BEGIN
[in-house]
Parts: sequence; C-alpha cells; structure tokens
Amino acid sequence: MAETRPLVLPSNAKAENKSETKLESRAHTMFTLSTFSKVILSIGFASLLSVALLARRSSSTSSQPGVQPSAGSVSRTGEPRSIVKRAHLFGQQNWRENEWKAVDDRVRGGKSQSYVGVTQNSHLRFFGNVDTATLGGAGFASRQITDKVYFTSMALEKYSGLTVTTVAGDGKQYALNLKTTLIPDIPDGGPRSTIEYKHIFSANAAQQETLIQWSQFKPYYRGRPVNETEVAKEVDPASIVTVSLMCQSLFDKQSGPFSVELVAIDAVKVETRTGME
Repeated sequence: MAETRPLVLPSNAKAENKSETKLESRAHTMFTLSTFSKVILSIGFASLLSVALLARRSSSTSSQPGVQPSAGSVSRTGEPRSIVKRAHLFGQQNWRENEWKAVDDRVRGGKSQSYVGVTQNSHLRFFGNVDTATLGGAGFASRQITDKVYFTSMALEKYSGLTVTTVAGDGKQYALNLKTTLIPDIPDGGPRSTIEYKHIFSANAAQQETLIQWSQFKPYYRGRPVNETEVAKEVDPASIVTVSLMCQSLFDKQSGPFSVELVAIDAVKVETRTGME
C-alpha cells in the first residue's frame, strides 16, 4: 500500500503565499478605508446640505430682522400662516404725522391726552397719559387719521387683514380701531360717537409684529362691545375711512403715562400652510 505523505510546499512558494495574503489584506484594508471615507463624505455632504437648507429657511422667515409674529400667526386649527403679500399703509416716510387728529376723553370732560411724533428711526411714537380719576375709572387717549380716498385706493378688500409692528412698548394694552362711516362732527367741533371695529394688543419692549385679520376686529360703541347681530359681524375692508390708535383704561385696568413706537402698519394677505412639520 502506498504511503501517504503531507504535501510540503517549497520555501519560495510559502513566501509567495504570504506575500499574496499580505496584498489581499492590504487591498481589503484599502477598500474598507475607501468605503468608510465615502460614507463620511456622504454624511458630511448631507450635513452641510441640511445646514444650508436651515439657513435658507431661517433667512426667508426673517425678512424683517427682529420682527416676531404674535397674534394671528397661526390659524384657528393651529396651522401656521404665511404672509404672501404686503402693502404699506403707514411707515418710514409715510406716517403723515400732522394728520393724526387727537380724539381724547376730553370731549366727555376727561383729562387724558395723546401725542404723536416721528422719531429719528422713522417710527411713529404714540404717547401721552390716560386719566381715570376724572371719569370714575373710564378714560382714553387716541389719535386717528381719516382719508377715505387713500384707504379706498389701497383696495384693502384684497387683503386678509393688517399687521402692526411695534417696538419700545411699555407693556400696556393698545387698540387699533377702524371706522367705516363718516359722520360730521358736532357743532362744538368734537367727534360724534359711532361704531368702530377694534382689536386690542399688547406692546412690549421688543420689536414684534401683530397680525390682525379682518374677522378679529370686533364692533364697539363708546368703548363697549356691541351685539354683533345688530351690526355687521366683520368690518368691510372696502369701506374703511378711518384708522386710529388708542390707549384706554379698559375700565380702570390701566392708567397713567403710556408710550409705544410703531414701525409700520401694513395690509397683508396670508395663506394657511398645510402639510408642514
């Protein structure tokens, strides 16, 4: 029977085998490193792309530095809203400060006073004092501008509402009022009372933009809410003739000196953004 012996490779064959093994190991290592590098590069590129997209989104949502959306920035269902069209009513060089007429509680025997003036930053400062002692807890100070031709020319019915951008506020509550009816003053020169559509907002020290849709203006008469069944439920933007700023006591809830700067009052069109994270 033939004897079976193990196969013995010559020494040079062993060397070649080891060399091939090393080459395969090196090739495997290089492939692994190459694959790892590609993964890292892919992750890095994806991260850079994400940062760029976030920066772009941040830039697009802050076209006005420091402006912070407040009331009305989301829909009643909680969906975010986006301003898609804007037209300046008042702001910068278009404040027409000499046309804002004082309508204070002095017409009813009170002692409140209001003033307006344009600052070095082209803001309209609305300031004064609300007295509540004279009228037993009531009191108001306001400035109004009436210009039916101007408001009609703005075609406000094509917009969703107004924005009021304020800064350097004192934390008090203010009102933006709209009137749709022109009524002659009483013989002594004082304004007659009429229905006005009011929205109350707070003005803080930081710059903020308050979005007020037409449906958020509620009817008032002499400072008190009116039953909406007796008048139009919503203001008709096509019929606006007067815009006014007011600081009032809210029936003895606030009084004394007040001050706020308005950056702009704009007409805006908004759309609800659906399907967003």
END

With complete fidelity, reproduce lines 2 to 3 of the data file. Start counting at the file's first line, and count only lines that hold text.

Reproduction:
Parts: sequence; C-alpha cells; structure tokens
Amino acid sequence: MAETRPLVLPSNAKAENKSETKLESRAHTMFTLSTFSKVILSIGFASLLSVALLARRSSSTSSQPGVQPSAGSVSRTGEPRSIVKRAHLFGQQNWRENEWKAVDDRVRGGKSQSYVGVTQNSHLRFFGNVDTATLGGAGFASRQITDKVYFTSMALEKYSGLTVTTVAGDGKQYALNLKTTLIPDIPDGGPRSTIEYKHIFSANAAQQETLIQWSQFKPYYRGRPVNETEVAKEVDPASIVTVSLMCQSLFDKQSGPFSVELVAIDAVKVETRTGME